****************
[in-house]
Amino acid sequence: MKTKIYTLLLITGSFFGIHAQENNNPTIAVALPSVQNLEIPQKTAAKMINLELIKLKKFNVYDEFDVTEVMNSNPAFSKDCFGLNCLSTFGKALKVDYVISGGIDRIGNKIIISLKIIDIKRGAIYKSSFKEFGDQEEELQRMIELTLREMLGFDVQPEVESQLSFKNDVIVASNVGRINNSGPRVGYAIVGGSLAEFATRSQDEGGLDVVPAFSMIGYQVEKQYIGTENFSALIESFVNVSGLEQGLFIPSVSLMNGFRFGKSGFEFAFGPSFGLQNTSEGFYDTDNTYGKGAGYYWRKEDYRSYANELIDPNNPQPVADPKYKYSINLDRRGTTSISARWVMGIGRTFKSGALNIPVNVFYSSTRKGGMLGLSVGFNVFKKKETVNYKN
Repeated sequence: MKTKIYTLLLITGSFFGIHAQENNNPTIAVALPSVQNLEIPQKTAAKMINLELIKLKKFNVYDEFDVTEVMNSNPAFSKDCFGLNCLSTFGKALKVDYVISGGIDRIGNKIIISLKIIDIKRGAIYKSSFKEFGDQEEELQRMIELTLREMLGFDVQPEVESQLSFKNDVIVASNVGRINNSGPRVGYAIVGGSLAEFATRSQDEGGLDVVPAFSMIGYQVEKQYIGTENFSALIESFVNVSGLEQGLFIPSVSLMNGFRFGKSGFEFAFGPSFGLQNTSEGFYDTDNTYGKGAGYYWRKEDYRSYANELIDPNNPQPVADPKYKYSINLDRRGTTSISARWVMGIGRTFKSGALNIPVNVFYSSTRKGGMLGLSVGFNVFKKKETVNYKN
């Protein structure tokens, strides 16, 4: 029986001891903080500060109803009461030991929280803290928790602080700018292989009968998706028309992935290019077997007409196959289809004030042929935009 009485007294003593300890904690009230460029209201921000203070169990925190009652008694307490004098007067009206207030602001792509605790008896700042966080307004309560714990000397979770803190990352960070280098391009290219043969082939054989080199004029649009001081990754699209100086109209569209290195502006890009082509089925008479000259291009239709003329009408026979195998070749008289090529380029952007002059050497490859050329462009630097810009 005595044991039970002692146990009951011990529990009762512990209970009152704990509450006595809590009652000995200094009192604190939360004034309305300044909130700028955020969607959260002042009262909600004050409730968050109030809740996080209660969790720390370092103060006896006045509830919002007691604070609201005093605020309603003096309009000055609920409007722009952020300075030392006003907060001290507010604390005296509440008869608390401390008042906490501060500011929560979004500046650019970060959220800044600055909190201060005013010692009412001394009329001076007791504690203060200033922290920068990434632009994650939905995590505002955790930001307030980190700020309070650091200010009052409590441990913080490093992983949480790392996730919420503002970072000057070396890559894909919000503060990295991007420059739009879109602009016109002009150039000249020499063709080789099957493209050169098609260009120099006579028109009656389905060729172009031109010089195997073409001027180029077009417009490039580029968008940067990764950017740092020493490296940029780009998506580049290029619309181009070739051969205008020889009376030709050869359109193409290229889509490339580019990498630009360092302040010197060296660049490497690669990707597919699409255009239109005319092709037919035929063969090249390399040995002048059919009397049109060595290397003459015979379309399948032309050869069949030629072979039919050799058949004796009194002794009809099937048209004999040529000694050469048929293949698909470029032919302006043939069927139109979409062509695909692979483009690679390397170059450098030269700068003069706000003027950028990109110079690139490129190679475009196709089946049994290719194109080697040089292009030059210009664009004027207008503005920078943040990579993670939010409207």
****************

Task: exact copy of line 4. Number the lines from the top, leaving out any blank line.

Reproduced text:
């Protein structure tokens, strides 16, 4: 029986001891903080500060109803009461030991929280803290928790602080700018292989009968998706028309992935290019077997007409196959289809004030042929935009 009485007294003593300890904690009230460029209201921000203070169990925190009652008694307490004098007067009206207030602001792509605790008896700042966080307004309560714990000397979770803190990352960070280098391009290219043969082939054989080199004029649009001081990754699209100086109209569209290195502006890009082509089925008479000259291009239709003329009408026979195998070749008289090529380029952007002059050497490859050329462009630097810009 005595044991039970002692146990009951011990529990009762512990209970009152704990509450006595809590009652000995200094009192604190939360004034309305300044909130700028955020969607959260002042009262909600004050409730968050109030809740996080209660969790720390370092103060006896006045509830919002007691604070609201005093605020309603003096309009000055609920409007722009952020300075030392006003907060001290507010604390005296509440008869608390401390008042906490501060500011929560979004500046650019970060959220800044600055909190201060005013010692009412001394009329001076007791504690203060200033922290920068990434632009994650939905995590505002955790930001307030980190700020309070650091200010009052409590441990913080490093992983949480790392996730919420503002970072000057070396890559894909919000503060990295991007420059739009879109602009016109002009150039000249020499063709080789099957493209050169098609260009120099006579028109009656389905060729172009031109010089195997073409001027180029077009417009490039580029968008940067990764950017740092020493490296940029780009998506580049290029619309181009070739051969205008020889009376030709050869359109193409290229889509490339580019990498630009360092302040010197060296660049490497690669990707597919699409255009239109005319092709037919035929063969090249390399040995002048059919009397049109060595290397003459015979379309399948032309050869069949030629072979039919050799058949004796009194002794009809099937048209004999040529000694050469048929293949698909470029032919302006043939069927139109979409062509695909692979483009690679390397170059450098030269700068003069706000003027950028990109110079690139490129190679475009196709089946049994290719194109080697040089292009030059210009664009004027207008503005920078943040990579993670939010409207």